Leadership challenge: v-cs have no power, says Glyn Davis
Melbourne’s Glyn Davis tells John Ross why running a university is the ultimate test of leadership
Running a university is the ultimate test of leadership because vicechancellors have “no authority”, according to the University of Melbourne’s Glyn Davis (pictured inset).
Professor Davis told this month’s Universities Australia conference that he had been “thrilled” to resume his academic career after years as a civil servant, which culminated in a four-year stint as head of Queensland’s Department of Premier and Cabinet. He said that it took no skill to run an organisation “where you can give an order, and everything follows”.
“Come to an institution where no one actually has to do what you tell them,” said Professor Davis, who will step down later this year. “You have to persuade them, hold the line, develop the strategy and carry it through. It’s a magnificent opportunity to test your own skills.”
Professor Davis was sharing a panel with two other Australian university chiefs who are leaving their posts this year. Griffith University’s Ian O’Connor agreed that a vicechancellor “actually can’t do anything”, while the University of Newcastle’s Caroline McMillen said that the “command-and-control system” was foreign to the sector.
Professor Davis told Times Higher Education afterwards that universities were “quite distinctive”, which made their leadership roles unique. “Some things are directly in your control, but, for example, the budget of a university is usually decided in a collective way.
“As the vicechancellor, you can’t influence curriculum. That’s done through your academic board and education committee. You can’t directly appoint people to academic positions or to chairs. You might chair the committee, but usually you don’t.” Professor Davis said that he was becoming jaded about claims of the “neoliberal decline of our institution” and the emergence of the corporate university. “There’s something to that critique, because we’re now running much larger budgets and much bigger operations.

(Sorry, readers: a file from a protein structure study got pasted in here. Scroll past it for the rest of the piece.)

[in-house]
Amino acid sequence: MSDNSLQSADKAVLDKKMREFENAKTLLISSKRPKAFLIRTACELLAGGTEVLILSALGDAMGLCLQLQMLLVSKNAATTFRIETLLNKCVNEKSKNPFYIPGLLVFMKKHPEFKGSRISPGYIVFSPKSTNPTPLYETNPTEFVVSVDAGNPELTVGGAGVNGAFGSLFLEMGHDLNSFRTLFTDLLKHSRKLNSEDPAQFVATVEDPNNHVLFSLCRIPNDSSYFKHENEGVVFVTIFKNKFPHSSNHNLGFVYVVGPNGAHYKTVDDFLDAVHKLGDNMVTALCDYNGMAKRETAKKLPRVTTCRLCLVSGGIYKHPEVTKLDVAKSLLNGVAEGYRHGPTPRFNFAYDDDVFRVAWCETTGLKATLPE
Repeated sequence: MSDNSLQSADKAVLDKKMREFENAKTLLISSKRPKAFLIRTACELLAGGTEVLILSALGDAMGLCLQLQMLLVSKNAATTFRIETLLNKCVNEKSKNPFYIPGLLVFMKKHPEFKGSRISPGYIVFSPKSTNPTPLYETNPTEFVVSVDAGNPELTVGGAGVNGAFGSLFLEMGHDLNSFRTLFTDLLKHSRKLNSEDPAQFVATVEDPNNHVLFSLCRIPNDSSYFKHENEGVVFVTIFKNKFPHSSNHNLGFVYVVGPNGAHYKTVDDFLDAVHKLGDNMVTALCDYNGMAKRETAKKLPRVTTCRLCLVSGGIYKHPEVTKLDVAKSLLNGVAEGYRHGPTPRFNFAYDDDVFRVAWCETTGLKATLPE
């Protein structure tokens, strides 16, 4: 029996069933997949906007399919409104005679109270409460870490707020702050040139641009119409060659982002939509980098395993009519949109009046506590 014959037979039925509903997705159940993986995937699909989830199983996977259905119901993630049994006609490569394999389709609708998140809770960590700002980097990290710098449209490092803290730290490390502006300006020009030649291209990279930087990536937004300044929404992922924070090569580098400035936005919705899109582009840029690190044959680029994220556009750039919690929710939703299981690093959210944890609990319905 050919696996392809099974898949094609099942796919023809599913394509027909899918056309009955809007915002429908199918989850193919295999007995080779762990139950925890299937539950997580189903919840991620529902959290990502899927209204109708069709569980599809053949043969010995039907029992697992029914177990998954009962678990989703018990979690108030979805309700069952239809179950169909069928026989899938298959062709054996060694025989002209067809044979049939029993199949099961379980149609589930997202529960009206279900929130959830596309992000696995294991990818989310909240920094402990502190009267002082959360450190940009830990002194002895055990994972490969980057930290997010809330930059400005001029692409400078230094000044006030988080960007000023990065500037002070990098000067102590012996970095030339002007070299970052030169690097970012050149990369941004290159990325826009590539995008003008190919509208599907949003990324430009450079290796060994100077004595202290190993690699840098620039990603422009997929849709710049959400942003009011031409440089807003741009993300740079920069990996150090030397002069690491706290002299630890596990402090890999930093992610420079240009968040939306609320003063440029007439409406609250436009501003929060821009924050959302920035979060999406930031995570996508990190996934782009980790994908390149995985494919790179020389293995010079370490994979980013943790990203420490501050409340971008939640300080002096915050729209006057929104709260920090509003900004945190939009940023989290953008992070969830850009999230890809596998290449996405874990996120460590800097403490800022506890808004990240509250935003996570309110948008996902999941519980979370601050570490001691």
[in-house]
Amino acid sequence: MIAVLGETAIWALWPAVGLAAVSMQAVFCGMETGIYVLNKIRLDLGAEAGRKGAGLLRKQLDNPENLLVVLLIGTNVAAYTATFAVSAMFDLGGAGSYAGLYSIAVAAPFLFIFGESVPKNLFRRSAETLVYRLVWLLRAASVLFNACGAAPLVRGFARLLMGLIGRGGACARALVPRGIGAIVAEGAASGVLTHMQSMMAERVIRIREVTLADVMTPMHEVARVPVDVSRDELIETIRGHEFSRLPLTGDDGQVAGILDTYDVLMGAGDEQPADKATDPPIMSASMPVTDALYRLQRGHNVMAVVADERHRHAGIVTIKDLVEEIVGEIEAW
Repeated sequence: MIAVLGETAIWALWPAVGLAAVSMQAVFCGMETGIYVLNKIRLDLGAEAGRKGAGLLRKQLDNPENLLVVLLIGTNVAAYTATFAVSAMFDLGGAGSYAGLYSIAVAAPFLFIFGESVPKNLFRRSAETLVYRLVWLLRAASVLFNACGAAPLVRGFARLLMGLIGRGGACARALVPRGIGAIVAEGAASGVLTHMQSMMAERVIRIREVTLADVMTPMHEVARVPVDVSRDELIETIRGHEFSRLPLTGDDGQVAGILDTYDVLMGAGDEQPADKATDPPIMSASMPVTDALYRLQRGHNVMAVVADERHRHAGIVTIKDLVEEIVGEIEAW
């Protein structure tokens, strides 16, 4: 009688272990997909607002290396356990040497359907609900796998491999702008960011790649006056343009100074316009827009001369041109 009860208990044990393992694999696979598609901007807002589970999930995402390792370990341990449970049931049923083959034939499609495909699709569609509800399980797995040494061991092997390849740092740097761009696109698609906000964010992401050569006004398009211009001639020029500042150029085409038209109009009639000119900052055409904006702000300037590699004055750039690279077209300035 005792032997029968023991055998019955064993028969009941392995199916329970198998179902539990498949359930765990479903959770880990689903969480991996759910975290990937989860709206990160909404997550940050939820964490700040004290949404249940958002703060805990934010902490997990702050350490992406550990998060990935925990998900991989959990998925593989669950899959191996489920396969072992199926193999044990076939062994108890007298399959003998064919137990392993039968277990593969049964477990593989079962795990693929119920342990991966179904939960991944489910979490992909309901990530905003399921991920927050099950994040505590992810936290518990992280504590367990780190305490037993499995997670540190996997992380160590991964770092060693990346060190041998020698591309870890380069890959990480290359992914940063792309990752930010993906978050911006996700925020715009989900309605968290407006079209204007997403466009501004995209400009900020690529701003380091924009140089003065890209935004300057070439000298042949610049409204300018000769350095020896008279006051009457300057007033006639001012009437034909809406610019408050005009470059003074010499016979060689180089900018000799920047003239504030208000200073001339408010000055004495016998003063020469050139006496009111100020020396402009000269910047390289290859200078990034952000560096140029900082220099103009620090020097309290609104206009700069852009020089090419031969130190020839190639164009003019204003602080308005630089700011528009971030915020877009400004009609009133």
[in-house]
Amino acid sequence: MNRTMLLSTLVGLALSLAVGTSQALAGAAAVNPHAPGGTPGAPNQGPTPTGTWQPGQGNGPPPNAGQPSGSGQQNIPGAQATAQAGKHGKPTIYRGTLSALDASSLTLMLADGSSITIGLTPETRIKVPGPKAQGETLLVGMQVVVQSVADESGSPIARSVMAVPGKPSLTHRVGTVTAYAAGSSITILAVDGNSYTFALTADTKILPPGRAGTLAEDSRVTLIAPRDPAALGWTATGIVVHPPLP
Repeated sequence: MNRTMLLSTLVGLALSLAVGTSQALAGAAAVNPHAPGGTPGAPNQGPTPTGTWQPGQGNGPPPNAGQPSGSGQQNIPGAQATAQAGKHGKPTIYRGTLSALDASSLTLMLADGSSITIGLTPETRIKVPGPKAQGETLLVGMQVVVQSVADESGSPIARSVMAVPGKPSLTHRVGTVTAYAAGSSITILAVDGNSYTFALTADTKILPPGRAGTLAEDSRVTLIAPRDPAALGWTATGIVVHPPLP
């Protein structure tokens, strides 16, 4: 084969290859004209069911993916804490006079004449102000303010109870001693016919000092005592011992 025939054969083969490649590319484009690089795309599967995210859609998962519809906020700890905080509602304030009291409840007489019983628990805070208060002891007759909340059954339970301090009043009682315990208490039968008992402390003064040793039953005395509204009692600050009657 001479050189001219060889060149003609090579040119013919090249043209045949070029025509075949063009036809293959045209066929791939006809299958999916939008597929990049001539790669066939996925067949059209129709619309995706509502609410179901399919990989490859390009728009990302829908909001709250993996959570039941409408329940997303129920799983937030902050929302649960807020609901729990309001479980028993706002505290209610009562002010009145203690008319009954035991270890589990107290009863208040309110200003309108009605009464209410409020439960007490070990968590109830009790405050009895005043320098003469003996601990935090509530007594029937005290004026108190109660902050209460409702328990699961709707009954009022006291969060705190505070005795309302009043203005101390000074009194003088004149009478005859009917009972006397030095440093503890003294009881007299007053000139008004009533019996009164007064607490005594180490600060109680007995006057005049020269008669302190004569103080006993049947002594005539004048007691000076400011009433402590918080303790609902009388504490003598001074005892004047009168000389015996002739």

“But we are still recognisably quite different from corporations, and you’re not a CEO in the way a corporate CEO is, even if you’ve got the same title. A corporate CEO would be unlikely to accept the constraints on their own authority that vice-chancellors live with, accept and expect.” Professor Davis acknowledged the varying models of public university leadership around the world. He said that Australia’s approach was different from the system favoured in Europe, where university rectors tended to be elected from among the staff and usually served short terms before resuming their teaching duties.
“The jobs vary from country to country and culture to culture,” he said. “But in none of them is a vicechancellor a highly empowered individual able to decide the fate of institutions single-handedly, in the sort of heroic CEO way.
“That just isn’t the normal experience, although everyone can think of individuals who’ve been enormously influential.”
He credited the collegial model of university leadership to a longhaul view where “you expect the institution to still be here in 100 years’ time”.
“The place is going to have a long history, and the current CEO is a small player in a very long chain. The institution will go on reinventing itself over and over; you don’t want a CEO who’ll close your options by making irrevocable choices.
“In a business, you can decide to get out of your main business and go into a whole new field, but we don’t really want a university CEO deciding not to do teaching any more. So when you get to be leader in a university, you accept those constraints.”